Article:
Popular Hyatt Erawan bistro returns

Spasso's menu gets a Parisian-inspired makeover

My visit to Grand Hyatt Erawan's newly relaunched Spasso was merely a week before I travelled to France for a work trip.

I stayed in Bordeaux and, one day, decided to have lunch at one of the city's much-treasured restaurants, L'Entrecôte, established by Paul Gineste de Saurs in 1959 and famous for French bistro style of steak-frites.

There are more than 10 locations operated by the Gineste de Saurs family across France, including Le Relais de Venise, L'Entrecôte in Porte Maillot, Le Relais de l'Entrecôte in Paris and L'Entrecôte in Toulouse. Still every one of them sticks to the same signature main course of pre-sliced rib-eye steak in butter-based herb sauce.

After a half-hour wait for a table in front of the restaurant (the queue is always long), located in the city centre, we finally got in.

It was a lovely experience dining like a local in an animated French brasserie setting. But, culinary-wise, I much preferred a rendition of the same speciality I had just had in Bangkok -- at Spasso, to be exact.

The medium-rare steak entrecote with secret butter-based herb sauce.

For those of you who've been familiar with Spasso as an entertainment-driven Italian restaurant and bar -- the first of its kind in Bangkok opening in 1992 -- may wonder what I'm talking about.

To mark its 30 years of operation, Spasso now labels itself a Parisian-inspired steakhouse-bistro.

The transformation, I'd say, is more on the F&B aspect than the setting.

Although the overall cosy ambiance of the restaurant has a slight French decorative frill to it, it remains familiar with wooden wall panelling, warm lighting and counter-height sofa tables.

During early dinner hours, the venue is entertained by a buoyant French playlist, classic and contemporary. The music gets more upbeat and eclectic as the night goes on, and with a live band performing from 7.30pm onwards.

A La Formule set with tiger prawns.

The culinary concept was initiated by Grand Hyatt Erawan's French executive chef David Senia to offer to Bangkok diners classic Parisian food in Spasso's much-loved atmosphere.

The idea is greatly supported by the hotel's general manager and executive pastry chef, both of whom are also French.

The restaurant's menu features a selection of à la carte entrees and desserts to complement the classic French formula of steak-frites main courses.

Entrees are crafted from France's top-quality produce with a 5-star quality dexterity.

The classic "Jean Larnaudie" foie gras au torchon (630 baht) that we had came in a sumptuously thick cylindrical disc with a sprinkle of fleur de sel and coarsely-milled black pepper. Giving a sweet fruity balance to the silky buttery smooth salt-cured foie gras were homemade fig chutney and fluffy brioche toasts.

The 'Jean Larnaudie' foie gras au torchon with fig chutney and brioche toast.

I hesitated at first to go for a house rendering of artisan smoked salmon (450 baht), which was highly recommended by the staff. I was never a fan of the delicacy because many of those served at other restaurants tend to be mushy with a strong fishy taste.

But Senia's rendition, which was firm yet supple, exhibited an aromatic and naturally flavoursome taste and proved so flawless and addictive I was sure I could eat the whole fish.

For a sea crab bouillabaisse (410 baht), it's better that you enjoy it the way the French do, so Senia says. You paste a nice dab of thick and creamy rouille sauce on a crouton toast, then you drench the toast quickly in the hot, bisque-like stew and eat it. This significantly adds more flavours and excitement to each bite.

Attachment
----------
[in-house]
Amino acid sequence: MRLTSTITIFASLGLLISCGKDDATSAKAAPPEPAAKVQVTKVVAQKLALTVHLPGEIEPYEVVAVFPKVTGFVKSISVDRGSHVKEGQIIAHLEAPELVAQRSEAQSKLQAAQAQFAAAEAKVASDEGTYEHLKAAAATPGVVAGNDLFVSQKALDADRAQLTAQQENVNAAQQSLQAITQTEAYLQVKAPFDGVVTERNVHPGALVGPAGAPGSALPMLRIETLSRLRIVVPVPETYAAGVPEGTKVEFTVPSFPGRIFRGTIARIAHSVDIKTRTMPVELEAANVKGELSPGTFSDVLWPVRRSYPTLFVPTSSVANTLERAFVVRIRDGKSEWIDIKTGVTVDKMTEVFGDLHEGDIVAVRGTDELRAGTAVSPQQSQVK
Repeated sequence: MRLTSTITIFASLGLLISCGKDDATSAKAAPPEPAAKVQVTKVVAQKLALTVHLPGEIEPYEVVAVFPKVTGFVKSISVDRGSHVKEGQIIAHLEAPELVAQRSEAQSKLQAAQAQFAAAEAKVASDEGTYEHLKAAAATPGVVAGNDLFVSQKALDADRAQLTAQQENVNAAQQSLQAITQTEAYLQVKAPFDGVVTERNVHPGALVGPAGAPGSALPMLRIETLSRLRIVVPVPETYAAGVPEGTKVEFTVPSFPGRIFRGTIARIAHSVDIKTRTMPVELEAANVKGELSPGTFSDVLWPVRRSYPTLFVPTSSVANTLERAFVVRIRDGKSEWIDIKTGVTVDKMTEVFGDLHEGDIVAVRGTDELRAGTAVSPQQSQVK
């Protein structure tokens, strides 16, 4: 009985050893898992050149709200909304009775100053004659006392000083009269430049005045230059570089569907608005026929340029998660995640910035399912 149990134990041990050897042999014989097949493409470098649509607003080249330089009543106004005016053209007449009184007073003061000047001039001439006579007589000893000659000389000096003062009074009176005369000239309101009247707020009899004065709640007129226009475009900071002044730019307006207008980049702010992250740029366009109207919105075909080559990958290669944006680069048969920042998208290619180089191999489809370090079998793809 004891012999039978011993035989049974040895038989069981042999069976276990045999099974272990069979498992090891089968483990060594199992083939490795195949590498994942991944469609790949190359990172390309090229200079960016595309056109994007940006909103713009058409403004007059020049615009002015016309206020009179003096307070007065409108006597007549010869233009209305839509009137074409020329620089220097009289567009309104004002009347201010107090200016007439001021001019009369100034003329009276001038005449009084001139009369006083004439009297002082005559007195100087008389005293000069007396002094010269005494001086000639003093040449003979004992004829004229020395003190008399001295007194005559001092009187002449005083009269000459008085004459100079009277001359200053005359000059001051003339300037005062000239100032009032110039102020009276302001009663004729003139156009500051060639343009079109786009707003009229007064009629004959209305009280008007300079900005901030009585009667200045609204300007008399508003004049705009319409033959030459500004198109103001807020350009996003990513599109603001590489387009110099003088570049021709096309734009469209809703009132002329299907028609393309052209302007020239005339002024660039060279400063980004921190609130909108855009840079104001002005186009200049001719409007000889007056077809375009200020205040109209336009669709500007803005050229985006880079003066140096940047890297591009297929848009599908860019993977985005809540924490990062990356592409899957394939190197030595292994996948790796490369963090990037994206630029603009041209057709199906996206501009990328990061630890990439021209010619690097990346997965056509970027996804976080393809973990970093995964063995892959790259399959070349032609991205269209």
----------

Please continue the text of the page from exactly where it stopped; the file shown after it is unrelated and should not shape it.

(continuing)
Of the entrees menu, other options are Les Frères Marchand AOC cheese platter (590 baht); avocado-shrimp cocktail with mimosa sauce (430 baht); and freshly-shucked Fines de Claire special No.3, Gillardeau No.4 and Brittany Celine No.3 (300 baht to 420 baht per three oysters).

The Floating Island with peach meringue, milky crème anglaise and pistachios.

When it comes to main course, there's only one option: the iconic La Formule.

Priced at 1,790 baht per set for up to two diners, the La Formule basically features the renowned entrecote (boneless beef rib-eye, 300g) bathed in a secret butter-based sauce.

The pre-sliced steak is accompanied by artisan sourdough toast and Isigny espelette pepper butter; mixed greens salad with white wine vinaigrette and roasted walnut and an unlimited offering of homemade hand-cut fries. All of them were just superb.

For those who don't eat beef, options of lamb chops (three cutlets per order) and tiger prawns (four prawns per order) are available at the same price.

The artisan smoked salmon with condiment.

The superbly juicy and well-marbled rib-eye and the springy-meat and flavoursome tiger prawn that we had were truly value for money.

Dessert selection is aplenty comparing to the savoury choice.

You would not be disappointed going for an all-time classic profiteroles with hazelnut, salted caramel ice cream and chocolate sauce (310 baht).

But should you wish for something atypical yet equally delicious, I recommend Floating Island (310 baht) and bourdaloue tart (310 baht)

The first features soft and white, cloud-like peach meringue floating in a milky crème anglaise with pistachios, citrus zest and caramel shards. The latter features a slice of pear-almond tart on shortbread crust with homemade pear ice cream and berry sauce.

To go with the cuisine are nice collections of fine French wine and Parisian-inspired cocktails.

The sea crab bouillabaisse with rouille and crouton.

  • Spasso Bistro
  • Grand Hyatt Erawan Bangkok, lower lobby level
  • Call 02-254-1234
  • Open daily 5.30pm-2am (dinner served until 9.30pm)
  • Park at the hotel’s car park
  • Most credit cards accepted

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